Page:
Apace Packaging holds educational Serialization Event for customers

Conference highlights the benefits of combining IT, line, and warehouse solutions for successful serialization

In the face of looming Drug Supply Chain Security Act (DSCSA) regulations, many pharmaceutical manufacturers are looking for ways to begin or enhance their serialization efforts. Apace Packaging, a leader in OSD contract packaging, hosted a first-of-its-kind Serialization Event for healthcare professionals last Thursday in Bowling Green, Kentucky.

The daylong event was created to help Apace’s customers develop their own serialized lines by gaining insight into how Track & Trace, warehouse, and IT solutions fit together to deliver a comprehensive solution. Attendees from many pharmaceutical companies, including Sandoz, Quinn and Qualitest, gathered for educational presentations from Oracle, ROC IT Solutions and Optel Vision, followed by an Apace plant tour to view the fully serialized packaginglines in action.

The morning began with a welcome from hosts Patrick Ferguson, General Manager at Apace, and Frank Guthrie, Director of Serialization & Operations. They gave an overview of the implementation process - from vendor selection and training to where they’ve found success - candidly discussing the challenges they faced. “Because not all products require serialization right now, we needed solutions that were flexible enough to accommodate full, partial or zero serialization,” Ferguson explained while discussing solution requirements, adding, “We also wanted established vendors that we could count on to call at 2 am for troubleshooting if the need was there.”

Serialization Event Highlights

Serialization and Tracking: Oracle’s Karla Biggs-Gregory talked about how Apace uses Oracle Pedigree & Serialization Manager (OPSM) to manage serials and provide traceability within the supply chain. When combined with warehouse and packaging activities, the solution allows Apace to streamline supply chain integrity operations, including, but not limited to, generation of serial ranges, creation of packaging hierarchies, and tracking events using OPSM's EPCIS Repository capabilities.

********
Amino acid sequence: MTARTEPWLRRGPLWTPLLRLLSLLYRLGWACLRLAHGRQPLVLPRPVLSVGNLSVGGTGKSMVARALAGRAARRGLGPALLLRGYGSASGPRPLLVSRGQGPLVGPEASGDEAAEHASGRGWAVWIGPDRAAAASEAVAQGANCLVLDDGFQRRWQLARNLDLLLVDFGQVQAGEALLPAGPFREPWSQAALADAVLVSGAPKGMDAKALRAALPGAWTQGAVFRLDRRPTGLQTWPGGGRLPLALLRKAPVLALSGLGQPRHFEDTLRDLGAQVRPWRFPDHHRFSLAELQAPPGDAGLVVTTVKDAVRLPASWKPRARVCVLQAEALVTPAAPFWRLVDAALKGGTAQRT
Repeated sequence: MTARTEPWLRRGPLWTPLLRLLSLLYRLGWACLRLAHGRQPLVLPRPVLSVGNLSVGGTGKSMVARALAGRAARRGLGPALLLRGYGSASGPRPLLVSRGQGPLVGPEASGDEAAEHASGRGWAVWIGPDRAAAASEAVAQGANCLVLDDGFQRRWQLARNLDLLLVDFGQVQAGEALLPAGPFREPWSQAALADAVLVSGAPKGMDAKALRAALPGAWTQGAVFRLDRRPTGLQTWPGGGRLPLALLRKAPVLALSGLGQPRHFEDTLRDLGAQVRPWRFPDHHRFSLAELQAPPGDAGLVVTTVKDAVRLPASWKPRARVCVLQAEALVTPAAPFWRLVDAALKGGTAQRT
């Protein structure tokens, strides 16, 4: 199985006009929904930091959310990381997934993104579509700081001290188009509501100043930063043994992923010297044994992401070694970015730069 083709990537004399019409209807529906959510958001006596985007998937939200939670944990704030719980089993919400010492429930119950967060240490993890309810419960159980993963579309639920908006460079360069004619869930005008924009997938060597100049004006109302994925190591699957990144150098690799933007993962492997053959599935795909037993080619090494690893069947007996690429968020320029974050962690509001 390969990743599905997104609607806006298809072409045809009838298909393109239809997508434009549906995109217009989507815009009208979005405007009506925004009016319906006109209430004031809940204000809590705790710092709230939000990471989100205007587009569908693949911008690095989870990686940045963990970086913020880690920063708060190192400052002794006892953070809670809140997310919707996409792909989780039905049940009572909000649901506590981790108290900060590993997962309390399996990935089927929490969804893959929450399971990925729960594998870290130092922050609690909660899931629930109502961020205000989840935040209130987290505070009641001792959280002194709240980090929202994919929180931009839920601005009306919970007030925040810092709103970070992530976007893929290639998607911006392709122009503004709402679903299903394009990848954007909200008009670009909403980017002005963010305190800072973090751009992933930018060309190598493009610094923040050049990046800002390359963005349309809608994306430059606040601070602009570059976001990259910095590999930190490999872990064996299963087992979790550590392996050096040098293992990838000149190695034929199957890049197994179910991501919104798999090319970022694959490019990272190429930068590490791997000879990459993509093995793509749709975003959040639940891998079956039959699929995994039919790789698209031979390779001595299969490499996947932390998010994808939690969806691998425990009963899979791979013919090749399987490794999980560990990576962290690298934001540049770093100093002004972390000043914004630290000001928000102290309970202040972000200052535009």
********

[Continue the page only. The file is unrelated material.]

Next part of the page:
Packaging: Jean-Pierre Allard discussed how Optel Vision’s solution enables Apace to keep their blister and bottle lines running smoothly with serialization, inspection, labeling, and aggregation technology, along with user-friendly software design.

Warehouse: ROC IT Solutions’ Larry Hall reviewed how GS1/EPCIS compliant data capture and tracking solutions such as OPSM allow individual items to be tracked throughout Apace’s supply chain. He explained that ROC IT’s products aren’t meant to replace a WMS, WES or MES, but instead enable these to work with serialization, allowing companies to integrate serialization into their existing warehouse framework.

Plant Tour: After the presentations, guests toured the Apace facility, viewing serialized bottle and blister packaging lines as well as the ROC IT EdgeTRAC™ Solution in the warehouse. The experience was unique in that serialization experts were present to answer guests’ questions as packaging took place.

The event concluded with dinner at the nearby National Corvette Museum. Overall, attendees from a diverse set of disciplines, such as Engineering, IT, Quality, and Operations, found the event to be a great educational experience. One participant remarked, “It’s been really interesting to see what they’re doing up-close, and to be able to compare it to our operations.”

Apace has grown significantly over the past 5 years, and is now serializing 100% of one customer’s products (about 75% of the plant’s output). “We’ve learned a lot over the course of our implementation,” says Guthrie, “and now we’re happy to be in a position to educate manufacturers on what we’ve found that works.” Apace continues to be a leader in the contract packaging industry by providing a DSCSA-compliant, fully aggregated serialization solution to its customers.

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